16 March 2011

Role model (kits)

"Only the prematurely adult are not hopelessly goofy about dinosaurs."
- Harlan Ellison

Brian Switek asked for examples of people who had been inspired by dinosaurs. He was thinking about more actual skeletons in museums. I've written before that I collected fossils as a kid. But what his question brought reminded me of were not the full-sized mounts, but of things that fit on my desktop.

Not only did I like dinosaurs, I liked building models. I did various sorts; I did a fair number of World War II aircraft. Oh yes, and spaceships. Lots of spaceships. And there were a lot of dinosaurs, too.

I started looking for images of those models, and got myself one nasty case of memory whiplash. In particular, I rediscovered Aurora Prehistoric Scenes. I remembered the Styracosaurus (or "spiked dinosaur" as it was billed on the box) vividly, and how much I loved it. But I had forgotten just how big the series was. The Allosaurus. The cave bear. The tar pit. The giant bird. It all came rushing back.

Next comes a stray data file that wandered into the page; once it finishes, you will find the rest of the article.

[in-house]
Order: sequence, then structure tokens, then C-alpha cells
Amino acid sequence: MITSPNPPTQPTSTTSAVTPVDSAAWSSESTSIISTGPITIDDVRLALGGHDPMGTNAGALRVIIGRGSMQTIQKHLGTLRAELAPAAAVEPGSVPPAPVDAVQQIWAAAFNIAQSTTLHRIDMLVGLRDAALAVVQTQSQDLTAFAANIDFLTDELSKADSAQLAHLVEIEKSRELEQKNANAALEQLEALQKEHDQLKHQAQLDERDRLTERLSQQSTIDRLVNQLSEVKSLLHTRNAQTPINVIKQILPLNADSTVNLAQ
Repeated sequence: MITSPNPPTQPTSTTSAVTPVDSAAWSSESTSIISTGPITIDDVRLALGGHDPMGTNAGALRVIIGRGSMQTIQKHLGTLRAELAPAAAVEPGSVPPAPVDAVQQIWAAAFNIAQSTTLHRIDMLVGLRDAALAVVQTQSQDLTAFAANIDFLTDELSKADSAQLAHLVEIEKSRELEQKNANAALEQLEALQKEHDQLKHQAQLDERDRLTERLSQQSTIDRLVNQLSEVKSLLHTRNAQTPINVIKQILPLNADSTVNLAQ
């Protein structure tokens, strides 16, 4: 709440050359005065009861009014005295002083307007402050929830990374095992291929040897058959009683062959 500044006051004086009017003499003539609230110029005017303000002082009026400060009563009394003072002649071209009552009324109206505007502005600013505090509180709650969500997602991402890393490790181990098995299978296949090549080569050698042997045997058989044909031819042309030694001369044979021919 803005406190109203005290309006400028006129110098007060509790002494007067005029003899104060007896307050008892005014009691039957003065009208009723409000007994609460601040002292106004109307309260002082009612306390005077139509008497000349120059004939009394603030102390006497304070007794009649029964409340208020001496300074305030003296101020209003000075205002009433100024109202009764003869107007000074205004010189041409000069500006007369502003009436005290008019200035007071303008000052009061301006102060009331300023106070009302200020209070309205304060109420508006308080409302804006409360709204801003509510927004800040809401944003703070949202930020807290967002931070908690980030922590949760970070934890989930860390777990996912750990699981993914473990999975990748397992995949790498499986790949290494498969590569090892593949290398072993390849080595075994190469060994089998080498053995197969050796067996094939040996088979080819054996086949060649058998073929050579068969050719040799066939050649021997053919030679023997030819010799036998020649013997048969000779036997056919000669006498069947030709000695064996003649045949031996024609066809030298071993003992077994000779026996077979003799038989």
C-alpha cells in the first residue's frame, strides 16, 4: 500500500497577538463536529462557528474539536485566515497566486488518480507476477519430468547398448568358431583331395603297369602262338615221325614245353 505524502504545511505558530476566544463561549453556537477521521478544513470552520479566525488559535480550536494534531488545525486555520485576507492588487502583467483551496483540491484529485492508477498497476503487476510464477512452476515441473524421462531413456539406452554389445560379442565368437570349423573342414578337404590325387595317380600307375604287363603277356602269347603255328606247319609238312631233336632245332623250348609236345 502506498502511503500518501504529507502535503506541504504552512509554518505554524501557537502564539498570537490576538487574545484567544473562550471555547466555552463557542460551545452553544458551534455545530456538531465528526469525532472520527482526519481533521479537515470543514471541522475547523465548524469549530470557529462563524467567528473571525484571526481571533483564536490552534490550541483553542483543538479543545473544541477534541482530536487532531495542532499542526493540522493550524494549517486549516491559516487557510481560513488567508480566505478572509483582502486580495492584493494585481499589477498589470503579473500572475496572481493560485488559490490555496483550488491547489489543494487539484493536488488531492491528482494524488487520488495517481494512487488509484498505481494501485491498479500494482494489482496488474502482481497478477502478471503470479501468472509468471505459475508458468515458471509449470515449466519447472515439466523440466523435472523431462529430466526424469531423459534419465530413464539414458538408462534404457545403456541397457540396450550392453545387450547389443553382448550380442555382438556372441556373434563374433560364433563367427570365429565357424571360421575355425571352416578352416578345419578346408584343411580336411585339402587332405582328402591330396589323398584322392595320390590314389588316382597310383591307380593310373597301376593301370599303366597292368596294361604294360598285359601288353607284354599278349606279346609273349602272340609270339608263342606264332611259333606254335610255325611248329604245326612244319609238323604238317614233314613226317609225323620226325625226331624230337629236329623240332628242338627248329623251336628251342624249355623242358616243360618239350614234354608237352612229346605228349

But my first models were, I think, Lindberg dinosaur kits. Again, I only remembered most of them by looking through Google images, and there were again several more that I'd forgotten. But I never forgot the Ankylosaurus, which I'm pretty sure was the first I had. I remember it was this one, because I recognize the skinny, oval scutes on the back armor and the shape of the side spikes.

And today, you can still buy that very same Lindberg Ankylosaur model kit that I had on my desk. From a modern perspective, those models, particularly the Lindberg models, represent old ideas about dinosaurs. The poses are outdated and wrong.

But you know what? When you're talking about inspiring and generating curiosity, the details don't matter all that much.

I don't think it's any accident that the first dinosaur model I can remember having was an ankylosaur, which remains perhaps my favourite dinosaur.

And Dan Telfer agrees.

I wouldn't go so far as to say that I'm a biologist today because of those models. But all those little things add up. While those massive, skeleton mounts or full-size reconstructions are wonderful, a kid's imagination can run wild with much more modest materials.

Additional: “Hello, I’m Scicurious, I’m a Brontophile.”

Photo from here.

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